If we could just rescue Davidson from Rorty's idiosyncratic spin, we would retain the anti-Cartesianism Rorty likes, but shed any fraction of a hint of a suggestion that this view disrespects truth in any way. But now Dennett, hearing this, will probably say: see, you agree! Rorty took us away from truth – not as badly as the French did, but just as unsatisfactorily – and now, as you say, we find (with Davidson, if you like) that it is necessary after all. So, "respect for truth", right?
Well, yes and no. I referred to Davidson's anti-Cartesianism as radical, as radical an attack on the "Cartesian outer" as Dennett's is on the "inner", and thus possibly two sides of the same virtuous coin. (Yes, I'm just claiming this here. You can read my dissertation if you want; but I wouldn't recommend it.) But as Rorty seems to imply in his own less radical moments, once we tweak the notion of truth to detach it (and successful science) from the dualistic notion of objectivity, we are no longer in a position to see it as the sole preserve of the natural sciences, i.e., due to their rigorously objective method. We can perfectly well speak of truth as a goal of, or at least a constraint on, humanistic inquiry as well, their ineliminable subjectivity notwithstanding.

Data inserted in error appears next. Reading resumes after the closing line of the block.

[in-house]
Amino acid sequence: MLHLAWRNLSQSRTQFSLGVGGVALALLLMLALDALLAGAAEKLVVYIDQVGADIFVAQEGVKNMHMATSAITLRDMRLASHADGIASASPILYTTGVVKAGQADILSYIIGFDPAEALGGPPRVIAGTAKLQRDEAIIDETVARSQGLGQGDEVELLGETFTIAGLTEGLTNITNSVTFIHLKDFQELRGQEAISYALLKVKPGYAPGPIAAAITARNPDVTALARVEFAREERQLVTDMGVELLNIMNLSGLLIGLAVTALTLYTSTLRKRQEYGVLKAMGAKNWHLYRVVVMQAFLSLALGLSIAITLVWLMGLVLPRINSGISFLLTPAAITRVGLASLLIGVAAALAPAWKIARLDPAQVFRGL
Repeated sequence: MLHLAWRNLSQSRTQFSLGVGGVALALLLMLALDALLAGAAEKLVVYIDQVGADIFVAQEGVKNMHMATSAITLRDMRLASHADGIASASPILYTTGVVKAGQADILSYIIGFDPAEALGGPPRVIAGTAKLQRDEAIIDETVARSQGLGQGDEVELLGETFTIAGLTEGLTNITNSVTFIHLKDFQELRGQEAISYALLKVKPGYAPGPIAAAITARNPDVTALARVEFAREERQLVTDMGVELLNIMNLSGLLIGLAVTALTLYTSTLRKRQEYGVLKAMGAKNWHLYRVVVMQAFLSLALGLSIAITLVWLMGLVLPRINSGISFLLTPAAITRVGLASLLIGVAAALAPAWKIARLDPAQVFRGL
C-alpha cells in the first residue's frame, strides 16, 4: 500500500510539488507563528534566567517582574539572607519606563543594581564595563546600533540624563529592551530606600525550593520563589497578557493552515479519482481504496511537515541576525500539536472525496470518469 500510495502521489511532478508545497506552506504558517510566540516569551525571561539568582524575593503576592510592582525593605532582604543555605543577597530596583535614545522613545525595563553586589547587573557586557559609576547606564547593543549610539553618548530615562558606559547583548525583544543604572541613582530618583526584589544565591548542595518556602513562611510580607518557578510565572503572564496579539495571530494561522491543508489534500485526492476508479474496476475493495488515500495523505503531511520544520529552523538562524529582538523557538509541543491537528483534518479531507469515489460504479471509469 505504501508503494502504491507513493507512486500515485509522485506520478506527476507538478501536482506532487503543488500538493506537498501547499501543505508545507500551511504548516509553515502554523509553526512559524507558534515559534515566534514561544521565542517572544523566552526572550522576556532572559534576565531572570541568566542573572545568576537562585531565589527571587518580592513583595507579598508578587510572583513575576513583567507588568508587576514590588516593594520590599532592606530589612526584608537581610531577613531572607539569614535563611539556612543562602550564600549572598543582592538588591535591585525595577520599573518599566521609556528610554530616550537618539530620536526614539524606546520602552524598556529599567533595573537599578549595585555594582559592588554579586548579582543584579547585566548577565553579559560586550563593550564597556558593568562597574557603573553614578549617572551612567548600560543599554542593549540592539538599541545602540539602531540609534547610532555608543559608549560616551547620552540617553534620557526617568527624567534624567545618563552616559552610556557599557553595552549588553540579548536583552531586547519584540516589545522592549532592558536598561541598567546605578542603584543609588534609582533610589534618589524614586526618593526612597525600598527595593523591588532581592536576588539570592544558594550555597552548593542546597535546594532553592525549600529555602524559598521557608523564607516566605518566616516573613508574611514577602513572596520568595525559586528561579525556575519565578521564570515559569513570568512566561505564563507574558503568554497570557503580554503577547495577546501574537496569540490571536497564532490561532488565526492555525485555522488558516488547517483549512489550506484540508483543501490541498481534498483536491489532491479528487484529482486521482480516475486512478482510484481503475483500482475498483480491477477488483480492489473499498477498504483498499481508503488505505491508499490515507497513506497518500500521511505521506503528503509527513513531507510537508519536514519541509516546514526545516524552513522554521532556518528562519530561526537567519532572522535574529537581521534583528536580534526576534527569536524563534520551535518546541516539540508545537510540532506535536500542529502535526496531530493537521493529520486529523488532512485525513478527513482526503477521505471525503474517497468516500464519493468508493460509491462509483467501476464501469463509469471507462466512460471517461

That's because it's not the "subjectivity" of bias, but merely the necessary involvement of the subject in creating meaning – and thus truth as well. This point is innocuous in one sense, but radical in another. So it doesn't fit well with Dennett's description of postmodern relativistic bafflegab; but neither does it belong on the side of rigorous scientific objectivity, as opposed to an unending conversation without any hope of progress. That is, without any suggestion that the sciences should change their practices, or that they don't give us knowledge (when they succeed), it reveals as nonsense the idea that the humanities need to adopt a scientific attitude in order to "respect truth".
Food and Power: An Interview with Rachel Laudan
All photos courtesy of Rachel Laudan
Rachel Laudan is the prize-winning author of The Food of Paradise: Exploring Hawaii’s Culinary Heritage, and a co-editor of the Oxford Companion to the History of Modern Science. In this interview, Rachel and I talk about her new book, Cuisine and Empire: Cooking in World History, and her transition from historian and philosopher of science to historian of food.